Flops won’t lead to better-quality films

Posted: September 6, 2013 at 3:45 a.m.

I pay almost no attention to box-office statistics (and, unless you’re employed by a studio, I don’t think you ought to either) but I couldn’t avoid hearing the news: The summer of 2013 set a record for ticket sales. Hollywood.com estimates that American moviegoers spent $4.71 billionat the box office, up 10 percent over 2012 and surpassing 2011’s all-time high of $4.4 billion.

You might be wondering how this can be, since it seems that every weekend has featureda notable flop. Disney’s Johnny Depp-driven $215 million dollar adaptation of The Lone Ranger hasn’t hit the $100 million mark domestically. And Will Smith’s $130 million After Earth has yet to recoup half its budget domestically. While it’s true that both of these duds have either recovered their production budgets (or come close) when you factor in worldwide ticket sales, you must remember those budgets don’t include marketing costs, which can tack on another $100 million to the ultimate price tag.

The old Hollywood rule of thumb is that to be considered successful, a movie needs to earn back two-and-a-half times its budget to be worth the investment. By this measure, the Ryan Reynolds-Jeff Bridges team-up R.I.P.D. is probably the season’s biggest disaster, though, based on reports from those who have actually seen it, it’s hardly the season’s worst movie. The Internship, the much-hyped, little-seen Owen Wilson-Vince Vaughn Google recruiting video, probably suffered because the digi-giant offered its cooperation with the stipulation that the film be released as a PG-13 buddy comedy and not a quasi-sequel to the raunchy Wedding Crashers. And relatively low-budget movies such as Tyler Perry’s Peeples ($15 million budget, $9 million worldwide gross) and Paul Schrader’s The Canyons (which has returned only about $50,000 of its reportedly $250,000 budget) can also be considered major disappointments.

White House Down, Elysium, the animated Turbo all tanked - for different reasons. White House Down had the dubious distinction of being the second Die Hard in the White House movie to come to market this year. Elysium was widely perceived as a political diatribe, and the animated Turbo was released in the wake of Monsters University and Despicable Me 2. It also was about a snail who wanted to enter the Indianapolis 500 and consumed performance-enhancing substances to that end.

Iron Man 3 and Man of Steel are superhero movies that seemed timid to me as they defaulted to familiar commercial tropes rather than pursuing more interesting avenues. Fast & Furious 6 is what it is, and there is another (some say better) Star Trek movie.

And while every week it seemed some putative blockbuster was suffering a disappointing opening, the truth is we probably shouldn’t worry too much about Hollywood. Though there have been a few historic disasters - Renny Harlin’s Cutthroat Island (1995), which made just over $10 million on a $98 million budget and pretty much killed both its production company (Carolco Pictures) and the careers of Matthew Modine and Geena Davis (who happened to be married to the director at the time); Eddie Murphy’s 2002 space comedy The Adventures of Pluto Nash - one of Hollywood’s dirty secrets is that, over time, very few movies actually lose money.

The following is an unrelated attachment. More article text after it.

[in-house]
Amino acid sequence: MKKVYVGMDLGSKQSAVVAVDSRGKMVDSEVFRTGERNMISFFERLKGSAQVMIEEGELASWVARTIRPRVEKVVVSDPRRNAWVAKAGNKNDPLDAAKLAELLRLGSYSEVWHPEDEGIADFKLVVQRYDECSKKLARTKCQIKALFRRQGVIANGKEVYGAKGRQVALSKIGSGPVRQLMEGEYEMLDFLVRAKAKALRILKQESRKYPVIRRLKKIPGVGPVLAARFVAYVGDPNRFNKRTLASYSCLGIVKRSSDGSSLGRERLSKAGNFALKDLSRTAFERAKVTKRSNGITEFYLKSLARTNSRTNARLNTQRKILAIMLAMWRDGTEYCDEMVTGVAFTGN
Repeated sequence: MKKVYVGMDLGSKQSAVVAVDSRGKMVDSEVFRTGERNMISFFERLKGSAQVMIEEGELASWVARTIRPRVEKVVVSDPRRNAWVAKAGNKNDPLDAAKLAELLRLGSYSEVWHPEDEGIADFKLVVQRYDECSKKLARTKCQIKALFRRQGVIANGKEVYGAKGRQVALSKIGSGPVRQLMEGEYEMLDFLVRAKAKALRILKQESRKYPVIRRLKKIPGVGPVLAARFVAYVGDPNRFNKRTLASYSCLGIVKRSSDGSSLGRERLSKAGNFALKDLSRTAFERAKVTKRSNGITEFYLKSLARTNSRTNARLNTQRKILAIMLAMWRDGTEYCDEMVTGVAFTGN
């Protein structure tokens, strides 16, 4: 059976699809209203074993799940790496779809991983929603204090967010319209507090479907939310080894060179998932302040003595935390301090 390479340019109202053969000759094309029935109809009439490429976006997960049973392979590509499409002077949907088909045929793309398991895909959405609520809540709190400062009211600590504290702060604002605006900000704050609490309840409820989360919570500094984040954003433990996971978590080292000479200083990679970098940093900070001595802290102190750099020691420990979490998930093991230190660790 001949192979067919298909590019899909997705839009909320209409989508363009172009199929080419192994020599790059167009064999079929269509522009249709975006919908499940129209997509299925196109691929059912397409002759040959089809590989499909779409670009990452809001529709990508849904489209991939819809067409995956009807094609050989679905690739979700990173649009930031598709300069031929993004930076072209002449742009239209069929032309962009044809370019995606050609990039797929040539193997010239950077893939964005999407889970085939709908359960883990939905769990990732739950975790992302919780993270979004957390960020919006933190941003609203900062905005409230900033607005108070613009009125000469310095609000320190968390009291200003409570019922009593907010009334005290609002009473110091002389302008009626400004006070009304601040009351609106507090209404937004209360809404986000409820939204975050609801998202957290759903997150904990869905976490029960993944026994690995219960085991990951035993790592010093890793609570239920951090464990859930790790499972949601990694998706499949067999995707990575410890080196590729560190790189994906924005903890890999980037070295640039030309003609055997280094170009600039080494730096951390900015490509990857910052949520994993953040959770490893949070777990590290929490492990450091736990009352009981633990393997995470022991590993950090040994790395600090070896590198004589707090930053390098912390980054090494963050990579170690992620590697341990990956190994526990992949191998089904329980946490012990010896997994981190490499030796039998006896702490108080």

Remember Kevin Costner’s Waterworld from 1995? Widely reviled as “Kevin’s Gate” with a budget of $175million, the most expensive film ever up to that time, it is generally considered a prime example of studio wishfulness and celebrity hubris. But after figuring in revenues from foreign box office, rentals, pay-per-view fees, cable outlays, and other revenue streams existing independently of the North American theatrical system, it has made money.

Based on its opening weekend, World War Z looked like it was going to be a commercial misfire, but it has gone on to make more than $500 million worldwide despite being locked out of the world’s second largest movie market (China) by censors.Similarly, The Great Gatsby - which feels like a flop - has earned more than $300 million worldwide, which makes it the ninth-biggest grossing movie of the year so far. Pacific Rim, another $200 million film that seemed to disappear from our collective consciousness awfully quickly, has quietly grossed $400 million worldwide.

What all this means is pretty depressing to me. Record revenues don’t signal Hollywood that their system is broken, though this summer’s feedback loop suggests that we’re going to see more sequels and reboots - movies of the same general scale and block bustery aspirations. (“Original” is an admittedly slippery concept; producer Jerry Bruckheimer recently complained that while critics “keep crying for original movies,” they didn’t like The Lone Ranger.)

Flops make studios more risk-averse, and the likely result is that we’re going to see more and more films engineered to perform in foreign markets. Rather than making smaller films with less financial exposure, it’s likely that we’ll simply see a further blanding of would be tent-pole pictures. Which will mean a less specific cinema of sensation and action, what Pauline Kael said were movies “made for subliterate cultures.”

I think we’re losing sight of cinema’s potential to engage and entertain adult faculties. A great many of us already believe that a movie is something obvious and loud, a form of passive diversion that discourages reflection. That it might be more than that never grazes our minds.

Email: pmartin@arkansasonline.com


MovieStyle, Pages 33 on 09/06/2013